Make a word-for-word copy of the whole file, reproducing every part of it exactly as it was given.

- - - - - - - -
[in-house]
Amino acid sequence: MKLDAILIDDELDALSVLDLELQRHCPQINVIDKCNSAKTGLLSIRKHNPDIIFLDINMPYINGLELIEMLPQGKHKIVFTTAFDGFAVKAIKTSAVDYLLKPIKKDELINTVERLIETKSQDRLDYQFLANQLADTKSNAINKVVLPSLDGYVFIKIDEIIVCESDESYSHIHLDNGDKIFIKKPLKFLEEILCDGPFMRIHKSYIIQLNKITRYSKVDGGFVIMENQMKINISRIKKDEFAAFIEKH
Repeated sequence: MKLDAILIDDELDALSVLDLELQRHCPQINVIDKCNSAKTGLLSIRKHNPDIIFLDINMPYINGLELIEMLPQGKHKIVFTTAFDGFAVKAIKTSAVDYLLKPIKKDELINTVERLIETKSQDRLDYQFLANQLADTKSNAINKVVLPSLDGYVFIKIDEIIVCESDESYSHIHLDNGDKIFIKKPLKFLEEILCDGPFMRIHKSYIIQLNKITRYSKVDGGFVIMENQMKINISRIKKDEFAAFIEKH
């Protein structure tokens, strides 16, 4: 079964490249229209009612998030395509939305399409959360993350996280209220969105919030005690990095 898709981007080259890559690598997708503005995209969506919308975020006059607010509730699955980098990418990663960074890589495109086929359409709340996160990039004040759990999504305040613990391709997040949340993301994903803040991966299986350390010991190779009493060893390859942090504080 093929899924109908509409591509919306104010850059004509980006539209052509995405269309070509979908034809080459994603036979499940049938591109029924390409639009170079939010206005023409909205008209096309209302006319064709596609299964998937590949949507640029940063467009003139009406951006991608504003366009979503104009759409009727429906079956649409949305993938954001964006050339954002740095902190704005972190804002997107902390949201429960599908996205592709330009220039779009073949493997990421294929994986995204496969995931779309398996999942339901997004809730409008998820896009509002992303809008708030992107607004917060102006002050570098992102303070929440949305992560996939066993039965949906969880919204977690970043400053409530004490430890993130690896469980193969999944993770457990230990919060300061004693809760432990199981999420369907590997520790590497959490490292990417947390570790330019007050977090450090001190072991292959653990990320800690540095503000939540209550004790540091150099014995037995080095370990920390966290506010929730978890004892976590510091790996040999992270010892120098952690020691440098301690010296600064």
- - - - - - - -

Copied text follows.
[in-house]
Amino acid sequence: MKLDAILIDDELDALSVLDLELQRHCPQINVIDKCNSAKTGLLSIRKHNPDIIFLDINMPYINGLELIEMLPQGKHKIVFTTAFDGFAVKAIKTSAVDYLLKPIKKDELINTVERLIETKSQDRLDYQFLANQLADTKSNAINKVVLPSLDGYVFIKIDEIIVCESDESYSHIHLDNGDKIFIKKPLKFLEEILCDGPFMRIHKSYIIQLNKITRYSKVDGGFVIMENQMKINISRIKKDEFAAFIEKH
Repeated sequence: MKLDAILIDDELDALSVLDLELQRHCPQINVIDKCNSAKTGLLSIRKHNPDIIFLDINMPYINGLELIEMLPQGKHKIVFTTAFDGFAVKAIKTSAVDYLLKPIKKDELINTVERLIETKSQDRLDYQFLANQLADTKSNAINKVVLPSLDGYVFIKIDEIIVCESDESYSHIHLDNGDKIFIKKPLKFLEEILCDGPFMRIHKSYIIQLNKITRYSKVDGGFVIMENQMKINISRIKKDEFAAFIEKH
């Protein structure tokens, strides 16, 4: 079964490249229209009612998030395509939305399409959360993350996280209220969105919030005690990095 898709981007080259890559690598997708503005995209969506919308975020006059607010509730699955980098990418990663960074890589495109086929359409709340996160990039004040759990999504305040613990391709997040949340993301994903803040991966299986350390010991190779009493060893390859942090504080 093929899924109908509409591509919306104010850059004509980006539209052509995405269309070509979908034809080459994603036979499940049938591109029924390409639009170079939010206005023409909205008209096309209302006319064709596609299964998937590949949507640029940063467009003139009406951006991608504003366009979503104009759409009727429906079956649409949305993938954001964006050339954002740095902190704005972190804002997107902390949201429960599908996205592709330009220039779009073949493997990421294929994986995204496969995931779309398996999942339901997004809730409008998820896009509002992303809008708030992107607004917060102006002050570098992102303070929440949305992560996939066993039965949906969880919204977690970043400053409530004490430890993130690896469980193969999944993770457990230990919060300061004693809760432990199981999420369907590997520790590497959490490292990417947390570790330019007050977090450090001190072991292959653990990320800690540095503000939540209550004790540091150099014995037995080095370990920390966290506010929730978890004892976590510091790996040999992270010892120098952690020691440098301690010296600064």